Sunday, February 10, 2013

Is the Life Insurance Industry Dying?

Moody’s recently downgraded MetLife Inc’s (MET) long-term outlook from stable to negative. Combined with the announcement last September that the life insurance industry as a whole could be in danger, how long it will be before industry giants like MetLife end up going the way of the Dodo?

There are countless life insurance companies, but only a handful are in a position to possibly weather the storm on the horizon. The life insurance industry has come a long way since the days of the door-to-door salesmen who collected premiums every week, and the big players have grown into multi-billion dollar conglomerates with ties to every facet of the financial sector.

However, today’s consumers are smarter and more sophisticated, yet lack the loyalty of previous generations. With the introduction of the Internet, and the ability to get quotes from multiple companies and buy policies without ever actually talking to a licensed agent, the industry’s big dogs have had to re-evaluate their positions. Being a household name is not enough anymore, especially considering that today’s consumers are typically focused on one thing: price.

Smaller insurers who would otherwise disappear in the shadow of behemoths like MetLife and Genworth Financial Inc (GNW) have become, collectively, a force to be reckoned with. It’s no secret that big companies move slowly, especially when it comes to adapting to changes in technology.

Potential customers have been poached by newer insurers quicker to take advantage of the latest technology, particularly online sales and marketing. With lower operating expenses and a progressive attitude toward remaining on the front lines of the technological revolution, competition in the life insurance marketplace has become dangerously cutthroat.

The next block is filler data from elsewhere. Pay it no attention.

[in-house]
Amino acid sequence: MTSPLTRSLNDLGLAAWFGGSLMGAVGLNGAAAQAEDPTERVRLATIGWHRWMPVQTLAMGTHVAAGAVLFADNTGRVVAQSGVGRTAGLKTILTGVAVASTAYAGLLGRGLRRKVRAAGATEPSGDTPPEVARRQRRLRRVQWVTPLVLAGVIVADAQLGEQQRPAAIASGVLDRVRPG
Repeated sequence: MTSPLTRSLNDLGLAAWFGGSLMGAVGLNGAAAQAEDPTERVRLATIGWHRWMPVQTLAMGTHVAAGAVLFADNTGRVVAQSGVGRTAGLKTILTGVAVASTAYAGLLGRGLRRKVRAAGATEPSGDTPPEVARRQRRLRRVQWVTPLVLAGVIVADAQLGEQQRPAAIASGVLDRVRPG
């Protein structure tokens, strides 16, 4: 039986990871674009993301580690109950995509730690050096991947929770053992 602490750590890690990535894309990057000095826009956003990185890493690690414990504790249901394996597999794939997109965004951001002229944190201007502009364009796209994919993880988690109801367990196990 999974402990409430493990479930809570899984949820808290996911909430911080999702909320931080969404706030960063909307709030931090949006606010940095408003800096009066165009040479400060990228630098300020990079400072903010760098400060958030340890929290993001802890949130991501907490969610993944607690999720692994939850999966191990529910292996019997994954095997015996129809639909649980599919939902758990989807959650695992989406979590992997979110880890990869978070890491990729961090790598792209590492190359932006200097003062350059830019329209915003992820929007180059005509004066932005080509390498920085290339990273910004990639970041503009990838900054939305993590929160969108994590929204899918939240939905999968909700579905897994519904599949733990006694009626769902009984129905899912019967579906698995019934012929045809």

Moody’s Corporation (MCO) cited “persistent high unemployment and fiscal tightening” along with “potential sharp tax increases” as some of the more obvious threats to the future of the industry. But, what will happen to the companies that now hold top positions in the sector, the household names that have been around forever? How long can they survive amid an increasing number of tiny, yet lethal competitors, all fighting for a shrinking amount of consumers' disposable income?

The writing is on the wall, and has been for quite some time. Insurance companies have realized they can no longer be everything to everyone. They’ve dropped the Jack-of-All-Trades perspective and begun the shift back to singularity. Focus seems now to be on shedding less profitable divisions and returning to core strengths.

For example, last month, MetLife announced the completion of the sale of its banking business to GE Capital, nearly 18 months after first putting the division on the chopping block. During that period, the bank’s deposits dwindled from $9.3 billion to $6.4 billion. That same week, Genworth announced plans to spin off its mortgage division in an effort to stop the bleeding that led to $477 million in operating losses.

As the insurance industry continues to cannibalize itself, each company amputating underperforming parts to remain profitable, how long will it be before there’s nothing else left to lop off? Who will remain standing when the competition has grown too fierce and profit margins have been sliced beyond recognition?





This article is a Twisted Nonsense Exclusive! (02/10/2013)